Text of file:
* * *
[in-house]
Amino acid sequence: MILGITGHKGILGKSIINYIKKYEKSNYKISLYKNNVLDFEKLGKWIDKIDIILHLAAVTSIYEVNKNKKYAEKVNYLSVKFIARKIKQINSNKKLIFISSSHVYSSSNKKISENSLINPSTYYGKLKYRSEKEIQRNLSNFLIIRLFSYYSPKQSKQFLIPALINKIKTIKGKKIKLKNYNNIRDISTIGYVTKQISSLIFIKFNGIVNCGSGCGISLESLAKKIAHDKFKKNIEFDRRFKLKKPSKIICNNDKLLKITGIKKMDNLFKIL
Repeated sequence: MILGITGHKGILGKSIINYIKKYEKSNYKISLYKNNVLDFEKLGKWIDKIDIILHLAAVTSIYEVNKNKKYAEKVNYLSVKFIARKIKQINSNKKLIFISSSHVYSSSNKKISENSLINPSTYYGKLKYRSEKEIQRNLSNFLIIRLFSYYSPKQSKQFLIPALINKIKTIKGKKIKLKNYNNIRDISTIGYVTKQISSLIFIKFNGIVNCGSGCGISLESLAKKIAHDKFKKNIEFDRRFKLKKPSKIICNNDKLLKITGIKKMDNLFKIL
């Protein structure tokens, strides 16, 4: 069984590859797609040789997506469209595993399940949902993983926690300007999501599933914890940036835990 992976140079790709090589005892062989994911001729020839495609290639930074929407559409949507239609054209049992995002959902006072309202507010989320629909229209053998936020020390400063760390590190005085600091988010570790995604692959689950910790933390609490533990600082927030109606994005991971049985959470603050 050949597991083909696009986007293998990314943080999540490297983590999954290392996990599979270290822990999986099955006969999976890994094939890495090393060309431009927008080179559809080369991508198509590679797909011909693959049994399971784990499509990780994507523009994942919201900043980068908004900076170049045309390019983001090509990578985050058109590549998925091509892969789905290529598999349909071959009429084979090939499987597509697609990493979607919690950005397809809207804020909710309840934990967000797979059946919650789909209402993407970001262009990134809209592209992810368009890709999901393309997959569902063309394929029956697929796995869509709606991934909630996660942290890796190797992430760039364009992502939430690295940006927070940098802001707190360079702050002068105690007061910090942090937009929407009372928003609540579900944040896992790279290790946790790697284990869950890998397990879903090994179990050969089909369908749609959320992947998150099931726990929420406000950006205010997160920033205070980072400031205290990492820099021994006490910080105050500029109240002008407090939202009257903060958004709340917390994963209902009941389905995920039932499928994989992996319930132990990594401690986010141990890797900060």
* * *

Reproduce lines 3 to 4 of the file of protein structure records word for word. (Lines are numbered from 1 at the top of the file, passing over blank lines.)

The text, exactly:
Repeated sequence: MILGITGHKGILGKSIINYIKKYEKSNYKISLYKNNVLDFEKLGKWIDKIDIILHLAAVTSIYEVNKNKKYAEKVNYLSVKFIARKIKQINSNKKLIFISSSHVYSSSNKKISENSLINPSTYYGKLKYRSEKEIQRNLSNFLIIRLFSYYSPKQSKQFLIPALINKIKTIKGKKIKLKNYNNIRDISTIGYVTKQISSLIFIKFNGIVNCGSGCGISLESLAKKIAHDKFKKNIEFDRRFKLKKPSKIICNNDKLLKITGIKKMDNLFKIL
């Protein structure tokens, strides 16, 4: 069984590859797609040789997506469209595993399940949902993983926690300007999501599933914890940036835990 992976140079790709090589005892062989994911001729020839495609290639930074929407559409949507239609054209049992995002959902006072309202507010989320629909229209053998936020020390400063760390590190005085600091988010570790995604692959689950910790933390609490533990600082927030109606994005991971049985959470603050 050949597991083909696009986007293998990314943080999540490297983590999954290392996990599979270290822990999986099955006969999976890994094939890495090393060309431009927008080179559809080369991508198509590679797909011909693959049994399971784990499509990780994507523009994942919201900043980068908004900076170049045309390019983001090509990578985050058109590549998925091509892969789905290529598999349909071959009429084979090939499987597509697609990493979607919690950005397809809207804020909710309840934990967000797979059946919650789909209402993407970001262009990134809209592209992810368009890709999901393309997959569902063309394929029956697929796995869509709606991934909630996660942290890796190797992430760039364009992502939430690295940006927070940098802001707190360079702050002068105690007061910090942090937009929407009372928003609540579900944040896992790279290790946790790697284990869950890998397990879903090994179990050969089909369908749609959320992947998150099931726990929420406000950006205010997160920033205070980072400031205290990492820099021994006490910080105050500029109240002008407090939202009257903060958004709340917390994963209902009941389905995920039932499928994989992996319930132990990594401690986010141990890797900060």